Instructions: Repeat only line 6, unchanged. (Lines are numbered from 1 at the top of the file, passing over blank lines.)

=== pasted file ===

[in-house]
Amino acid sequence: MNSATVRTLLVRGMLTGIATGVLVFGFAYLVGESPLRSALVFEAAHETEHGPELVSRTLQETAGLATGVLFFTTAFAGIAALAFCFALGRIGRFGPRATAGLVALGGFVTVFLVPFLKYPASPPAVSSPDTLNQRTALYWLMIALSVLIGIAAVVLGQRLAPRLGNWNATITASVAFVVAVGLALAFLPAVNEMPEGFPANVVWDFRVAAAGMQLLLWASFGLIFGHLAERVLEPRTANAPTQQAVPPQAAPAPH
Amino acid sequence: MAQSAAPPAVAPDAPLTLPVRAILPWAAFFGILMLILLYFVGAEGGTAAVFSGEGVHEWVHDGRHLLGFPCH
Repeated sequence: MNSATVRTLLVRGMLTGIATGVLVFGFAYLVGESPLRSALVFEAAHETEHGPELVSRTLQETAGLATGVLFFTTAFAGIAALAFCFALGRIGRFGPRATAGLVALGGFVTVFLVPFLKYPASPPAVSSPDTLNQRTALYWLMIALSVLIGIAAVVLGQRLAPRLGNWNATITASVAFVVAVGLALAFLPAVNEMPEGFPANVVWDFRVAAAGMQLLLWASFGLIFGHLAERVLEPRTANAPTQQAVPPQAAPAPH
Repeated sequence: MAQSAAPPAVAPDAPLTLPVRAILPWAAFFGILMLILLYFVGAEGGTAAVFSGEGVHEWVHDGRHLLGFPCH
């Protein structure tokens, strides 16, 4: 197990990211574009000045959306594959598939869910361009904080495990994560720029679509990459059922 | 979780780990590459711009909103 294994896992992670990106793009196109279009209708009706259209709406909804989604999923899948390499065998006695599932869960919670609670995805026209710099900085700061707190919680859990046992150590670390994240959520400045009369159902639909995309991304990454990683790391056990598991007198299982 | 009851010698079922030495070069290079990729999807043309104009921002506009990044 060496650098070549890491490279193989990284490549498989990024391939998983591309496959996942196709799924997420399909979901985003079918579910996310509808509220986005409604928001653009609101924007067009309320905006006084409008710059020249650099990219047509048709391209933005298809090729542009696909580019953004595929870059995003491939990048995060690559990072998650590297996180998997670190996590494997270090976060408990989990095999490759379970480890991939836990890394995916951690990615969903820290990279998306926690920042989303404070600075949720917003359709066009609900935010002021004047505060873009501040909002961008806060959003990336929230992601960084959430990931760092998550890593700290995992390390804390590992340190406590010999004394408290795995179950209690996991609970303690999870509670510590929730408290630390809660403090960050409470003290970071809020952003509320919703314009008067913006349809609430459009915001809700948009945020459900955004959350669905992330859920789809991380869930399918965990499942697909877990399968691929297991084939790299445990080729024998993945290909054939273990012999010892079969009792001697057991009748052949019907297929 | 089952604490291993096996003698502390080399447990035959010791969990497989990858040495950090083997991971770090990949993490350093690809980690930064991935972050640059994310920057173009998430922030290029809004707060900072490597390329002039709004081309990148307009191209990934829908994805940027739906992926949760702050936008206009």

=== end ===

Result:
């Protein structure tokens, strides 16, 4: 197990990211574009000045959306594959598939869910361009904080495990994560720029679509990459059922 | 979780780990590459711009909103 294994896992992670990106793009196109279009209708009706259209709406909804989604999923899948390499065998006695599932869960919670609670995805026209710099900085700061707190919680859990046992150590670390994240959520400045009369159902639909995309991304990454990683790391056990598991007198299982 | 009851010698079922030495070069290079990729999807043309104009921002506009990044 060496650098070549890491490279193989990284490549498989990024391939998983591309496959996942196709799924997420399909979901985003079918579910996310509808509220986005409604928001653009609101924007067009309320905006006084409008710059020249650099990219047509048709391209933005298809090729542009696909580019953004595929870059995003491939990048995060690559990072998650590297996180998997670190996590494997270090976060408990989990095999490759379970480890991939836990890394995916951690990615969903820290990279998306926690920042989303404070600075949720917003359709066009609900935010002021004047505060873009501040909002961008806060959003990336929230992601960084959430990931760092998550890593700290995992390390804390590992340190406590010999004394408290795995179950209690996991609970303690999870509670510590929730408290630390809660403090960050409470003290970071809020952003509320919703314009008067913006349809609430459009915001809700948009945020459900955004959350669905992330859920789809991380869930399918965990499942697909877990399968691929297991084939790299445990080729024998993945290909054939273990012999010892079969009792001697057991009748052949019907297929 | 089952604490291993096996003698502390080399447990035959010791969990497989990858040495950090083997991971770090990949993490350093690809980690930064991935972050640059994310920057173009998430922030290029809004707060900072490597390329002039709004081309990148307009191209990934829908994805940027739906992926949760702050936008206009």